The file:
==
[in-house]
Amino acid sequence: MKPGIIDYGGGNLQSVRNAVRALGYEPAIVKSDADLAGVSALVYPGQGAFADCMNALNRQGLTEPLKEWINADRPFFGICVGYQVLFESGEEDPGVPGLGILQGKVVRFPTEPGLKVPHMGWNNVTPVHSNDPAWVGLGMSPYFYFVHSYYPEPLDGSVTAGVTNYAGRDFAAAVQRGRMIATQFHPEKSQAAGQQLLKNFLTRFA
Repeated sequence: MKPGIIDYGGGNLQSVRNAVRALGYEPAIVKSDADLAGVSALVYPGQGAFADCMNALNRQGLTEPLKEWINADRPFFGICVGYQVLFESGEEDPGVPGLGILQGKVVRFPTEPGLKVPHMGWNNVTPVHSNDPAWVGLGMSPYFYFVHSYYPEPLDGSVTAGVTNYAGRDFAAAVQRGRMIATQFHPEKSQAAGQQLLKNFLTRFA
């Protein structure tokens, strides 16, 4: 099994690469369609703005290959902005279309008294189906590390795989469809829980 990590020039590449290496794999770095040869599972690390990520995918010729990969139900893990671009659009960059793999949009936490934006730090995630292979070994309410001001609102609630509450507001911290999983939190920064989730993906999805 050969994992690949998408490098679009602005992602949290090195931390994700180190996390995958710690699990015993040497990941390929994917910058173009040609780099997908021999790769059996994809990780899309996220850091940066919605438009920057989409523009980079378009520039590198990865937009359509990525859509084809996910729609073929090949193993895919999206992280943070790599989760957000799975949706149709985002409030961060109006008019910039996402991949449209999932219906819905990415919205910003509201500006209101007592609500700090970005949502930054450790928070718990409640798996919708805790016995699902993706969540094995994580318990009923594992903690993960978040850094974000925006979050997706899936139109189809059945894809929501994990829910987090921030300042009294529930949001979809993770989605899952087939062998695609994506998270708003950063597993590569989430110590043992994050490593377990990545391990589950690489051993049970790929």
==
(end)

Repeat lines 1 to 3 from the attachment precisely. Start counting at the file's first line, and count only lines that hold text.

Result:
[in-house]
Amino acid sequence: MKPGIIDYGGGNLQSVRNAVRALGYEPAIVKSDADLAGVSALVYPGQGAFADCMNALNRQGLTEPLKEWINADRPFFGICVGYQVLFESGEEDPGVPGLGILQGKVVRFPTEPGLKVPHMGWNNVTPVHSNDPAWVGLGMSPYFYFVHSYYPEPLDGSVTAGVTNYAGRDFAAAVQRGRMIATQFHPEKSQAAGQQLLKNFLTRFA
Repeated sequence: MKPGIIDYGGGNLQSVRNAVRALGYEPAIVKSDADLAGVSALVYPGQGAFADCMNALNRQGLTEPLKEWINADRPFFGICVGYQVLFESGEEDPGVPGLGILQGKVVRFPTEPGLKVPHMGWNNVTPVHSNDPAWVGLGMSPYFYFVHSYYPEPLDGSVTAGVTNYAGRDFAAAVQRGRMIATQFHPEKSQAAGQQLLKNFLTRFA